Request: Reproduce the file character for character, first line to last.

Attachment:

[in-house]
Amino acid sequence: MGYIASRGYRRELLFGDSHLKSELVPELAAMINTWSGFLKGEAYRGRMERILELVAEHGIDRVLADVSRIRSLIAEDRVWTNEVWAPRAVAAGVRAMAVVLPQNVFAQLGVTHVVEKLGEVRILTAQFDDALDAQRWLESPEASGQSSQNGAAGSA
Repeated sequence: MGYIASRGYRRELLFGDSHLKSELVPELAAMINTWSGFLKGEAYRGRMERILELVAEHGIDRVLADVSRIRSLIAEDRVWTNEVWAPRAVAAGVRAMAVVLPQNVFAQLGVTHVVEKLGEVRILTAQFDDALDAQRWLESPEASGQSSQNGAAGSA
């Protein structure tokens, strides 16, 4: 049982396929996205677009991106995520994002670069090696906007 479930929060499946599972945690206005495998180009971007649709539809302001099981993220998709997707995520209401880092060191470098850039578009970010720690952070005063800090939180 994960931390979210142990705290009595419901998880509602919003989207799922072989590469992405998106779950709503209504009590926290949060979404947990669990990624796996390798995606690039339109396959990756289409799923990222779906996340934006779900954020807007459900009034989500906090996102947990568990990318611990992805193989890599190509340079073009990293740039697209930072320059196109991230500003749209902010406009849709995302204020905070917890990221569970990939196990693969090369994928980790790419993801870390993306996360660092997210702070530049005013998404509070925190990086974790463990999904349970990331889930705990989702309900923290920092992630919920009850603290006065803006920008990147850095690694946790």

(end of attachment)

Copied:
[in-house]
Amino acid sequence: MGYIASRGYRRELLFGDSHLKSELVPELAAMINTWSGFLKGEAYRGRMERILELVAEHGIDRVLADVSRIRSLIAEDRVWTNEVWAPRAVAAGVRAMAVVLPQNVFAQLGVTHVVEKLGEVRILTAQFDDALDAQRWLESPEASGQSSQNGAAGSA
Repeated sequence: MGYIASRGYRRELLFGDSHLKSELVPELAAMINTWSGFLKGEAYRGRMERILELVAEHGIDRVLADVSRIRSLIAEDRVWTNEVWAPRAVAAGVRAMAVVLPQNVFAQLGVTHVVEKLGEVRILTAQFDDALDAQRWLESPEASGQSSQNGAAGSA
């Protein structure tokens, strides 16, 4: 049982396929996205677009991106995520994002670069090696906007 479930929060499946599972945690206005495998180009971007649709539809302001099981993220998709997707995520209401880092060191470098850039578009970010720690952070005063800090939180 994960931390979210142990705290009595419901998880509602919003989207799922072989590469992405998106779950709503209504009590926290949060979404947990669990990624796996390798995606690039339109396959990756289409799923990222779906996340934006779900954020807007459900009034989500906090996102947990568990990318611990992805193989890599190509340079073009990293740039697209930072320059196109991230500003749209902010406009849709995302204020905070917890990221569970990939196990693969090369994928980790790419993801870390993306996360660092997210702070530049005013998404509070925190990086974790463990999904349970990331889930705990989702309900923290920092992630919920009850603290006065803006920008990147850095690694946790």